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The Good Shepherd
John 10: 1-21
"Very truly, I tell you, anyone who does not enter the sheepfold by the gate but climbs in by another way is a thief and a bandit. The one who enters by the gate is the shepherd of the sheep. The gatekeeper opens the gate for him, and the sheep hear his voice. He calls his own sheep by name and leads them out. When he has brought out all his own, he goes ahead of them, and the sheep follow him because they know his voice. They will not follow a stranger, but they will run from him because they do not know the voice of strangers." Jesus used this figure of speech with them, but they did not understand what he was saying to them. So again Jesus said to them, "Very truly, I tell you, I am the gate for the sheep. All who came before me are thieves and bandits; but the sheep did not listen to them. I am the gate. Whoever enters by me will be saved, and will come in and go out and find pasture. The thief comes only to steal and kill and destroy. I came that they may have life, and have it abundantly. "I am the good shepherd. The good shepherd lays down his life for the sheep. The hired hand, who is not the shepherd and does not own the sheep, sees the wolf coming and leaves the sheep and runs away--and the wolf snatches them and scatters them. The hired hand runs away because a hired hand does not care for the sheep. I am the good shepherd. I know my own and my own know me, just as the Father knows me and I know the Father. And I lay down my life for the sheep. I have other sheep that do not belong to this fold. I must bring them also, and they will listen to my voice. So there will be one flock, one shepherd. For this reason the Father loves me, because I lay down my life in order to take it up again. No one takes it from me, but I lay it down of my own accord. I have power to lay it down, and I have power to take it up again. I have received this command from my Father." Again the Jews were divided because of these words. Many of them were saying, "He has a demon and is out of his mind. Why listen to him?" Others were saying, "These are not the words of one who has a demon. Can a demon open the eyes of the blind?"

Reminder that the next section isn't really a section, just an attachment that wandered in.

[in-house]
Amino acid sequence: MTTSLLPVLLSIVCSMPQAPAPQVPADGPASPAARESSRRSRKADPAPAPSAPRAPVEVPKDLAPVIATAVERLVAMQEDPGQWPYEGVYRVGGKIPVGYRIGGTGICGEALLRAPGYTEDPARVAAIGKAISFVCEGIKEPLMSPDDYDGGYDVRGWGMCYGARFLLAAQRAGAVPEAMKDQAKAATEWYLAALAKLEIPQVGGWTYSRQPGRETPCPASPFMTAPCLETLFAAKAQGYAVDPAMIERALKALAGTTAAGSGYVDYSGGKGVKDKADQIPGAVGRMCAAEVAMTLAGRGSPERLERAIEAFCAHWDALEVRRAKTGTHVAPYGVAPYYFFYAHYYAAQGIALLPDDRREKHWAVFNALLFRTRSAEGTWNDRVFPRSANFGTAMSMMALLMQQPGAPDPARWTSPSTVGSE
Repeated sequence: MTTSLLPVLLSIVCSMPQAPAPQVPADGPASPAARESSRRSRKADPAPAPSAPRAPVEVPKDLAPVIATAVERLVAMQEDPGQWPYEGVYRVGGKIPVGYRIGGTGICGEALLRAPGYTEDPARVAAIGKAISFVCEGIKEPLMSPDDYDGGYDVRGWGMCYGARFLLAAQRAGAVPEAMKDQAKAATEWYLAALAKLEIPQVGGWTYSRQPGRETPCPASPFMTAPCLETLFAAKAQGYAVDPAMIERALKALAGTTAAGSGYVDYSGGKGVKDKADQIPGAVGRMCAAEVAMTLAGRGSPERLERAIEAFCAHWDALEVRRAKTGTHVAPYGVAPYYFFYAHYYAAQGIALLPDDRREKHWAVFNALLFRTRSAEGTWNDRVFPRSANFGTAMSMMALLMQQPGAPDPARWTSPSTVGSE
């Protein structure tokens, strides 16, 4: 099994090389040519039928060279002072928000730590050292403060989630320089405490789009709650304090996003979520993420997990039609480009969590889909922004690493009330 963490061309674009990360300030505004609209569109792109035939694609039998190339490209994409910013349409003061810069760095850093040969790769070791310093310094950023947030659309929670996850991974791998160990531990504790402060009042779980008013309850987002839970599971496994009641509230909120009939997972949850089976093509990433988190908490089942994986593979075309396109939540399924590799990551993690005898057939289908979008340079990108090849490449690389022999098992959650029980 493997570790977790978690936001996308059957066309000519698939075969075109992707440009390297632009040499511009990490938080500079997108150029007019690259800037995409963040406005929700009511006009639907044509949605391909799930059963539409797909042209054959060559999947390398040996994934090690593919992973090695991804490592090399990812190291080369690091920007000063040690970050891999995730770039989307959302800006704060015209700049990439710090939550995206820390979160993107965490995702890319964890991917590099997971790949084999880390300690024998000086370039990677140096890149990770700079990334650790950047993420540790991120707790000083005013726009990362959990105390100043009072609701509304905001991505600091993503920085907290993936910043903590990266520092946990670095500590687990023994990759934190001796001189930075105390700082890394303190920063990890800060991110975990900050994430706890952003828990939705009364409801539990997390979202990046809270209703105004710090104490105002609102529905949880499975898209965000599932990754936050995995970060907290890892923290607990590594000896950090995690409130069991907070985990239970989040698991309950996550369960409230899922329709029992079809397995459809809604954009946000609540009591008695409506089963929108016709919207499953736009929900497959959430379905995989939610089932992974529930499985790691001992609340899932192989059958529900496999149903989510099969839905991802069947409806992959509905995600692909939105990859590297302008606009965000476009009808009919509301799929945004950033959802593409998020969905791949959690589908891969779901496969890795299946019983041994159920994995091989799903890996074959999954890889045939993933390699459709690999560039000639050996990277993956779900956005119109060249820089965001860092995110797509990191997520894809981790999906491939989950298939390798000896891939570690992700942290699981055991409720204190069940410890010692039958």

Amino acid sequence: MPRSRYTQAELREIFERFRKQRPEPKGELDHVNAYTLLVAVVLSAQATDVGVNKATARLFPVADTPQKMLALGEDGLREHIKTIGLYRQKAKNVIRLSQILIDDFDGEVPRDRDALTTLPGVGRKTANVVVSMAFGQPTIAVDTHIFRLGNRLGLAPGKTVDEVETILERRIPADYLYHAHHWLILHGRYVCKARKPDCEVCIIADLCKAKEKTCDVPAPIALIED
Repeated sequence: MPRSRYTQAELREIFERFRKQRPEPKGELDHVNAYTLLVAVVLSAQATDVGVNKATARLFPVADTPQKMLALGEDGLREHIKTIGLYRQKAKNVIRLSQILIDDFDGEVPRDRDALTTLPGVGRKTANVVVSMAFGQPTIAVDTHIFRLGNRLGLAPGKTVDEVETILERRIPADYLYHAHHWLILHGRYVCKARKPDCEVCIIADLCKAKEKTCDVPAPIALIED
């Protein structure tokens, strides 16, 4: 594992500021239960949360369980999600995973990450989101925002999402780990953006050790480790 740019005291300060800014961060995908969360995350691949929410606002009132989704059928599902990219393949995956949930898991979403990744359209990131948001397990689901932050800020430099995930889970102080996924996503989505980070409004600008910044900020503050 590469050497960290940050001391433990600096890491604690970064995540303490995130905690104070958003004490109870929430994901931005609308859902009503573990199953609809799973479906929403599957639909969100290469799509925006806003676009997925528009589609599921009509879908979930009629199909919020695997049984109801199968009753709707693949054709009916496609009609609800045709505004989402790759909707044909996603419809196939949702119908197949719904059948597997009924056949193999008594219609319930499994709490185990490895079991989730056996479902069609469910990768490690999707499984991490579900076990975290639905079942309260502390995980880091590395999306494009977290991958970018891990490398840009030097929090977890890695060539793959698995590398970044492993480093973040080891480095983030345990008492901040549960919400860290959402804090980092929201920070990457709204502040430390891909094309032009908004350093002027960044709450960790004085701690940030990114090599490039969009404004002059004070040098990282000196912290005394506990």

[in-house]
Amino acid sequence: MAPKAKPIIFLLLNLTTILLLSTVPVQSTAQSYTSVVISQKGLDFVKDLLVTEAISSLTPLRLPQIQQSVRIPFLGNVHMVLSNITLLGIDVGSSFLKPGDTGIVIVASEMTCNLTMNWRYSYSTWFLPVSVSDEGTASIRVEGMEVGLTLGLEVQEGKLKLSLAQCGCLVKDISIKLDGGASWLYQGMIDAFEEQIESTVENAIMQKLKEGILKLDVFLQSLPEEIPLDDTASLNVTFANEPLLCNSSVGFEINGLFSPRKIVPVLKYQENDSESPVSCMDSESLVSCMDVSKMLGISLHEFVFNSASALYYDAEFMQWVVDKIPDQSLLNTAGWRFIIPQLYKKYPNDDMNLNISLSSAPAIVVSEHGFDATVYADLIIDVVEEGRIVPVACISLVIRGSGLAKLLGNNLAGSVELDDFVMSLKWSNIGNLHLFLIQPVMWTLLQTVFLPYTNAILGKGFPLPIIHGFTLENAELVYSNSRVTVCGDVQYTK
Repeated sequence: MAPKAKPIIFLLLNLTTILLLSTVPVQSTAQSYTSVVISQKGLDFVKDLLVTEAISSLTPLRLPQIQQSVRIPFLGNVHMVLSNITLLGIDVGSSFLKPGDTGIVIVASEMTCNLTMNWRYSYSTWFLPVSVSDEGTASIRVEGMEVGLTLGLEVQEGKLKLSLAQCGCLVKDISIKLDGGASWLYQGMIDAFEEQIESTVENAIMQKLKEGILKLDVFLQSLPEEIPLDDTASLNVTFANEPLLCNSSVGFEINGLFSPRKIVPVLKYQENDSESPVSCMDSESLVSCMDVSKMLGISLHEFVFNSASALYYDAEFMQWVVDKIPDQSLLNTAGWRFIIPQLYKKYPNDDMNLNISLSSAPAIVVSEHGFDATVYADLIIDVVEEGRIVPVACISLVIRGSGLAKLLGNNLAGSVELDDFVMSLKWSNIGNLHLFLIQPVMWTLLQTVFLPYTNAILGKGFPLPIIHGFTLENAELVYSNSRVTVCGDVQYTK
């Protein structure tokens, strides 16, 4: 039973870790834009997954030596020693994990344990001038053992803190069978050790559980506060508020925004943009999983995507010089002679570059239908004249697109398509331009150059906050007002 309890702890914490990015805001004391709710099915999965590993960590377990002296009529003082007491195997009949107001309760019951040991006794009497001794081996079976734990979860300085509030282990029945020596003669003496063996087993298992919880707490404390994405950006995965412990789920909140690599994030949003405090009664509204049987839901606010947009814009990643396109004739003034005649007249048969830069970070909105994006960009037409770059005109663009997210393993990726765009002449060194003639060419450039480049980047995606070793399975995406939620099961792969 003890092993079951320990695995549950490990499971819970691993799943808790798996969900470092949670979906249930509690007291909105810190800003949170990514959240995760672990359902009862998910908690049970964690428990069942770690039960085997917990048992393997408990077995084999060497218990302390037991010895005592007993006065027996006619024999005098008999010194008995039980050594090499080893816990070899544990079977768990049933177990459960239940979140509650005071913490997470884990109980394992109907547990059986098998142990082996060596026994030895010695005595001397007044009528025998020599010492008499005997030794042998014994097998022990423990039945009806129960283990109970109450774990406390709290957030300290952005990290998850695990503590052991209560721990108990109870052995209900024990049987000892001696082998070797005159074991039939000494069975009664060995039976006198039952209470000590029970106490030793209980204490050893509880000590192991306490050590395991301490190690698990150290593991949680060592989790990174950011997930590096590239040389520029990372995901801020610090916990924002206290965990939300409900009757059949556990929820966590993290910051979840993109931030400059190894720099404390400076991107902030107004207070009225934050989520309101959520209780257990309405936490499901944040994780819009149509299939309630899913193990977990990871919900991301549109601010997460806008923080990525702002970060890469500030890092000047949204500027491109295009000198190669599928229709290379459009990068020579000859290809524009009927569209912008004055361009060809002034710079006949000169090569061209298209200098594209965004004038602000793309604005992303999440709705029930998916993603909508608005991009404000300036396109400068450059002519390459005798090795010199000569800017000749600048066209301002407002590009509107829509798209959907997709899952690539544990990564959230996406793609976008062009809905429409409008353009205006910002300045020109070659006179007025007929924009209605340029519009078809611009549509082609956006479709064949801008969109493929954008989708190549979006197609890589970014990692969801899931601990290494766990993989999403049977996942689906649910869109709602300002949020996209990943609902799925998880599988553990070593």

The Good Shepherd
Against the background of Ezekiel 34, Jesus presented himself as the 'shepherd' of God's flock and the 'door' of access to God. In a Palestinian setting the sheepfold was a courtyard or a walled enclosure in a field. At night the sheep of various shepherds were gathered within.
There was a proper manner of approaching sheep herded in a sheepfold: through the gate opened by the keeper. Any other mode of entry was the conduct of a thief. Then there is the shepherd. He knows his sheep by name; when he calls them they follow him confidently. They will not follow a stranger; they do not recognise his voice. The parabolic form wears thin as Jesus reveals his own part in the picture. It is because the parable is really about him that the same person can fill the role of shepherd, and also of gate giving access to the fold. The Lord not only gives and sustains life but is himself the way, or means of entry, into life. As the good shepherd, Jesus contrasted himself with the Pharisees who had just expelled from the synagogue the man born blind (9: 34). Jesus 'leads out' and 'goes ahead of' his sheep as their leader and guides them to the pasturage of his word. And he calls each 'by name' -- there is a close personal relationship between the Christian and Christ.